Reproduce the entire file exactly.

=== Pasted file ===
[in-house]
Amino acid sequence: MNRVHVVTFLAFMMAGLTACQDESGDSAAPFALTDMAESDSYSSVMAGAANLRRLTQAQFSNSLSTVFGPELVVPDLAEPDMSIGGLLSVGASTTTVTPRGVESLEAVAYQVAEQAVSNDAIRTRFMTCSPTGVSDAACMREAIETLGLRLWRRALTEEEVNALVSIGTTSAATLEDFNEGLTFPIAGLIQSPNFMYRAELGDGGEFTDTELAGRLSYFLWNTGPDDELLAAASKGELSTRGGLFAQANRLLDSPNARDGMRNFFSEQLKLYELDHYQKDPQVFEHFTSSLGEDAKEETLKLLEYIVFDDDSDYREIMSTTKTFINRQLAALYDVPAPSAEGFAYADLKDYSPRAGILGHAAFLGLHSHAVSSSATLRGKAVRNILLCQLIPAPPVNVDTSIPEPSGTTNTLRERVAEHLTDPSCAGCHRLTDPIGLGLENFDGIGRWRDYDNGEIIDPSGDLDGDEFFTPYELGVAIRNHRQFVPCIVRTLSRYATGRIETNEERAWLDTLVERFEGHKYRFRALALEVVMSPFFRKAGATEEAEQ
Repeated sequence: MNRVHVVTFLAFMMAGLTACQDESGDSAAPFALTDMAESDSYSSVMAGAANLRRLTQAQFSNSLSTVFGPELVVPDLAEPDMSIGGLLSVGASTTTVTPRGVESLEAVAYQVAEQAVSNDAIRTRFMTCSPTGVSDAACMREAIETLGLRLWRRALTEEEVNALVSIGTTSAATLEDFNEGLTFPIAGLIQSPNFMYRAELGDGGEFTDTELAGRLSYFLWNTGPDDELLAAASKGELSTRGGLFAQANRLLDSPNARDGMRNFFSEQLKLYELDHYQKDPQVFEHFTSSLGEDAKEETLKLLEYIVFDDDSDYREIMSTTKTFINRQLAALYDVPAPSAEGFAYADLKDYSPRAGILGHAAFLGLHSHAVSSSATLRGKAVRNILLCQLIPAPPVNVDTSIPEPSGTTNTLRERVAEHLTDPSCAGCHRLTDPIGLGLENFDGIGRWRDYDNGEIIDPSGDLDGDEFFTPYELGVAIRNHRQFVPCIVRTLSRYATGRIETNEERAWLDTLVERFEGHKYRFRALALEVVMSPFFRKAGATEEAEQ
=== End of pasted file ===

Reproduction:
[in-house]
Amino acid sequence: MNRVHVVTFLAFMMAGLTACQDESGDSAAPFALTDMAESDSYSSVMAGAANLRRLTQAQFSNSLSTVFGPELVVPDLAEPDMSIGGLLSVGASTTTVTPRGVESLEAVAYQVAEQAVSNDAIRTRFMTCSPTGVSDAACMREAIETLGLRLWRRALTEEEVNALVSIGTTSAATLEDFNEGLTFPIAGLIQSPNFMYRAELGDGGEFTDTELAGRLSYFLWNTGPDDELLAAASKGELSTRGGLFAQANRLLDSPNARDGMRNFFSEQLKLYELDHYQKDPQVFEHFTSSLGEDAKEETLKLLEYIVFDDDSDYREIMSTTKTFINRQLAALYDVPAPSAEGFAYADLKDYSPRAGILGHAAFLGLHSHAVSSSATLRGKAVRNILLCQLIPAPPVNVDTSIPEPSGTTNTLRERVAEHLTDPSCAGCHRLTDPIGLGLENFDGIGRWRDYDNGEIIDPSGDLDGDEFFTPYELGVAIRNHRQFVPCIVRTLSRYATGRIETNEERAWLDTLVERFEGHKYRFRALALEVVMSPFFRKAGATEEAEQ
Repeated sequence: MNRVHVVTFLAFMMAGLTACQDESGDSAAPFALTDMAESDSYSSVMAGAANLRRLTQAQFSNSLSTVFGPELVVPDLAEPDMSIGGLLSVGASTTTVTPRGVESLEAVAYQVAEQAVSNDAIRTRFMTCSPTGVSDAACMREAIETLGLRLWRRALTEEEVNALVSIGTTSAATLEDFNEGLTFPIAGLIQSPNFMYRAELGDGGEFTDTELAGRLSYFLWNTGPDDELLAAASKGELSTRGGLFAQANRLLDSPNARDGMRNFFSEQLKLYELDHYQKDPQVFEHFTSSLGEDAKEETLKLLEYIVFDDDSDYREIMSTTKTFINRQLAALYDVPAPSAEGFAYADLKDYSPRAGILGHAAFLGLHSHAVSSSATLRGKAVRNILLCQLIPAPPVNVDTSIPEPSGTTNTLRERVAEHLTDPSCAGCHRLTDPIGLGLENFDGIGRWRDYDNGEIIDPSGDLDGDEFFTPYELGVAIRNHRQFVPCIVRTLSRYATGRIETNEERAWLDTLVERFEGHKYRFRALALEVVMSPFFRKAGATEEAEQ